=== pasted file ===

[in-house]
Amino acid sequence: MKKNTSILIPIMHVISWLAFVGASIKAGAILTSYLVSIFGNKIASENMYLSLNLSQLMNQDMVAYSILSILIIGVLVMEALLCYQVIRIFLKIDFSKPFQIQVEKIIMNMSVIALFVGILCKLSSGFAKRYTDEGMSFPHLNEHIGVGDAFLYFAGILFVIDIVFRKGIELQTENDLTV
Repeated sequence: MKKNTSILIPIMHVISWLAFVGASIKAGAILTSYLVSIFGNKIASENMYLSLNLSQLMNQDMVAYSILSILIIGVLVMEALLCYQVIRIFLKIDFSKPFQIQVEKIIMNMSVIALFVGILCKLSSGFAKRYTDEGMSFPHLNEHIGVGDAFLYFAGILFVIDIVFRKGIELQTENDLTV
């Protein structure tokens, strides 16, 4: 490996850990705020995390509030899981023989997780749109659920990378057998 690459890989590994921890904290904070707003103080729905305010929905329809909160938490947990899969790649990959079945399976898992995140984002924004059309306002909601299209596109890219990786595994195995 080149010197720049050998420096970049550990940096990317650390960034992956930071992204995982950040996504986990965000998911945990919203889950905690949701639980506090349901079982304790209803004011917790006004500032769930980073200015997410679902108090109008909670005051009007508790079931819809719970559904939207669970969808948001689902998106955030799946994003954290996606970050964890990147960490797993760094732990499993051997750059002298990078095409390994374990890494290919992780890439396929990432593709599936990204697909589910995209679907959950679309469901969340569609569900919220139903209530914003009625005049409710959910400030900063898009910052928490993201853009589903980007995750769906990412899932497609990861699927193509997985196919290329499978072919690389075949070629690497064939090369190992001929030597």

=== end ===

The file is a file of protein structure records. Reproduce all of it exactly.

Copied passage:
[in-house]
Amino acid sequence: MKKNTSILIPIMHVISWLAFVGASIKAGAILTSYLVSIFGNKIASENMYLSLNLSQLMNQDMVAYSILSILIIGVLVMEALLCYQVIRIFLKIDFSKPFQIQVEKIIMNMSVIALFVGILCKLSSGFAKRYTDEGMSFPHLNEHIGVGDAFLYFAGILFVIDIVFRKGIELQTENDLTV
Repeated sequence: MKKNTSILIPIMHVISWLAFVGASIKAGAILTSYLVSIFGNKIASENMYLSLNLSQLMNQDMVAYSILSILIIGVLVMEALLCYQVIRIFLKIDFSKPFQIQVEKIIMNMSVIALFVGILCKLSSGFAKRYTDEGMSFPHLNEHIGVGDAFLYFAGILFVIDIVFRKGIELQTENDLTV
């Protein structure tokens, strides 16, 4: 490996850990705020995390509030899981023989997780749109659920990378057998 690459890989590994921890904290904070707003103080729905305010929905329809909160938490947990899969790649990959079945399976898992995140984002924004059309306002909601299209596109890219990786595994195995 080149010197720049050998420096970049550990940096990317650390960034992956930071992204995982950040996504986990965000998911945990919203889950905690949701639980506090349901079982304790209803004011917790006004500032769930980073200015997410679902108090109008909670005051009007508790079931819809719970559904939207669970969808948001689902998106955030799946994003954290996606970050964890990147960490797993760094732990499993051997750059002298990078095409390994374990890494290919992780890439396929990432593709599936990204697909589910995209679907959950679309469901969340569609569900919220139903209530914003009625005049409710959910400030900063898009910052928490993201853009589903980007995750769906990412899932497609990861699927193509997985196919290329499978072919690389075949070629690497064939090369190992001929030597």